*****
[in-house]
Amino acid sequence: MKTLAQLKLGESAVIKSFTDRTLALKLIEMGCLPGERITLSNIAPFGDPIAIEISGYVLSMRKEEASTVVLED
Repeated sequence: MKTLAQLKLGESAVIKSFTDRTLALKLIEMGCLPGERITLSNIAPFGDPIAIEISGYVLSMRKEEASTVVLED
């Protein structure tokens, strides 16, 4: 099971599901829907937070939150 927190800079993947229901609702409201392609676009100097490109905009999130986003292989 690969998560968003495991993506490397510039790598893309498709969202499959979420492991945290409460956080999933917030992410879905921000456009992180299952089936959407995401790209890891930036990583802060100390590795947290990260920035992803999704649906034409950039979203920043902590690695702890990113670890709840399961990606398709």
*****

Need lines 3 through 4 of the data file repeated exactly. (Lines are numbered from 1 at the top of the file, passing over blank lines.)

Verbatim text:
Repeated sequence: MKTLAQLKLGESAVIKSFTDRTLALKLIEMGCLPGERITLSNIAPFGDPIAIEISGYVLSMRKEEASTVVLED
């Protein structure tokens, strides 16, 4: 099971599901829907937070939150 927190800079993947229901609702409201392609676009100097490109905009999130986003292989 690969998560968003495991993506490397510039790598893309498709969202499959979420492991945290409460956080999933917030992410879905921000456009992180299952089936959407995401790209890891930036990583802060100390590795947290990260920035992803999704649906034409950039979203920043902590690695702890990113670890709840399961990606398709």